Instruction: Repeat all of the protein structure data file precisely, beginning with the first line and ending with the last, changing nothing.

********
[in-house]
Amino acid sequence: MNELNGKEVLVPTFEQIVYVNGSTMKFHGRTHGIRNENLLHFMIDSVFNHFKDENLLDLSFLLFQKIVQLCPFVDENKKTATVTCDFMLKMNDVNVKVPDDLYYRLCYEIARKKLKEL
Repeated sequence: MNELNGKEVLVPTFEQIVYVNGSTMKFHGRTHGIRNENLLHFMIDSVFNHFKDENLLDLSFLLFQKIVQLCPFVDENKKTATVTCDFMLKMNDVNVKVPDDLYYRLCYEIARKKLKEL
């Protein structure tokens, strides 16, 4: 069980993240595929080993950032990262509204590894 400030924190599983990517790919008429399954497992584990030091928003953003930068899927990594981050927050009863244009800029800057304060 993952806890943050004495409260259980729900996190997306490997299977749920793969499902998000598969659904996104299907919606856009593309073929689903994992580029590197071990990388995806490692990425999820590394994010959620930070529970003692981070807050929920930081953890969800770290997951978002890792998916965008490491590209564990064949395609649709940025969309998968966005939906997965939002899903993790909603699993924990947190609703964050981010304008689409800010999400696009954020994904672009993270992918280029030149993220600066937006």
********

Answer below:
[in-house]
Amino acid sequence: MNELNGKEVLVPTFEQIVYVNGSTMKFHGRTHGIRNENLLHFMIDSVFNHFKDENLLDLSFLLFQKIVQLCPFVDENKKTATVTCDFMLKMNDVNVKVPDDLYYRLCYEIARKKLKEL
Repeated sequence: MNELNGKEVLVPTFEQIVYVNGSTMKFHGRTHGIRNENLLHFMIDSVFNHFKDENLLDLSFLLFQKIVQLCPFVDENKKTATVTCDFMLKMNDVNVKVPDDLYYRLCYEIARKKLKEL
């Protein structure tokens, strides 16, 4: 069980993240595929080993950032990262509204590894 400030924190599983990517790919008429399954497992584990030091928003953003930068899927990594981050927050009863244009800029800057304060 993952806890943050004495409260259980729900996190997306490997299977749920793969499902998000598969659904996104299907919606856009593309073929689903994992580029590197071990990388995806490692990425999820590394994010959620930070529970003692981070807050929920930081953890969800770290997951978002890792998916965008490491590209564990064949395609649709940025969309998968966005939906997965939002899903993790909603699993924990947190609703964050981010304008689409800010999400696009954020994904672009993270992918280029030149993220600066937006």